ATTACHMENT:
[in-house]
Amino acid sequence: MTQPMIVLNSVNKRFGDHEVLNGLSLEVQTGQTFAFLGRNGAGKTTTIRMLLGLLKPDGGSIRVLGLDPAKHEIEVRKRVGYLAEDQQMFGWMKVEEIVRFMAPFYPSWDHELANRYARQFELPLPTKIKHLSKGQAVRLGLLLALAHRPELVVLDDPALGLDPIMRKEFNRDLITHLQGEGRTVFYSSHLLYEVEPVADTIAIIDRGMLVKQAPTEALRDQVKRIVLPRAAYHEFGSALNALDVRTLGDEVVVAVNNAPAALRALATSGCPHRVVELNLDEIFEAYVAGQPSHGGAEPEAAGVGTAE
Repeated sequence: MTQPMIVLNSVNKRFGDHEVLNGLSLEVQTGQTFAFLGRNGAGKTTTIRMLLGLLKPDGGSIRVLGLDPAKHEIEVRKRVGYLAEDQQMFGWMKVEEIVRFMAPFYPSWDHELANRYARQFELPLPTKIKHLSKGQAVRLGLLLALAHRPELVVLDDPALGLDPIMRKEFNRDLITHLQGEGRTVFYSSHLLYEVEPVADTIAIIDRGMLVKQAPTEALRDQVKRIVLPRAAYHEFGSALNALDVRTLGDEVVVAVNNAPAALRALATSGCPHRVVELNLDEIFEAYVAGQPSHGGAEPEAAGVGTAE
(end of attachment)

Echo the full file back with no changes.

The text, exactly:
[in-house]
Amino acid sequence: MTQPMIVLNSVNKRFGDHEVLNGLSLEVQTGQTFAFLGRNGAGKTTTIRMLLGLLKPDGGSIRVLGLDPAKHEIEVRKRVGYLAEDQQMFGWMKVEEIVRFMAPFYPSWDHELANRYARQFELPLPTKIKHLSKGQAVRLGLLLALAHRPELVVLDDPALGLDPIMRKEFNRDLITHLQGEGRTVFYSSHLLYEVEPVADTIAIIDRGMLVKQAPTEALRDQVKRIVLPRAAYHEFGSALNALDVRTLGDEVVVAVNNAPAALRALATSGCPHRVVELNLDEIFEAYVAGQPSHGGAEPEAAGVGTAE
Repeated sequence: MTQPMIVLNSVNKRFGDHEVLNGLSLEVQTGQTFAFLGRNGAGKTTTIRMLLGLLKPDGGSIRVLGLDPAKHEIEVRKRVGYLAEDQQMFGWMKVEEIVRFMAPFYPSWDHELANRYARQFELPLPTKIKHLSKGQAVRLGLLLALAHRPELVVLDDPALGLDPIMRKEFNRDLITHLQGEGRTVFYSSHLLYEVEPVADTIAIIDRGMLVKQAPTEALRDQVKRIVLPRAAYHEFGSALNALDVRTLGDEVVVAVNNAPAALRALATSGCPHRVVELNLDEIFEAYVAGQPSHGGAEPEAAGVGTAE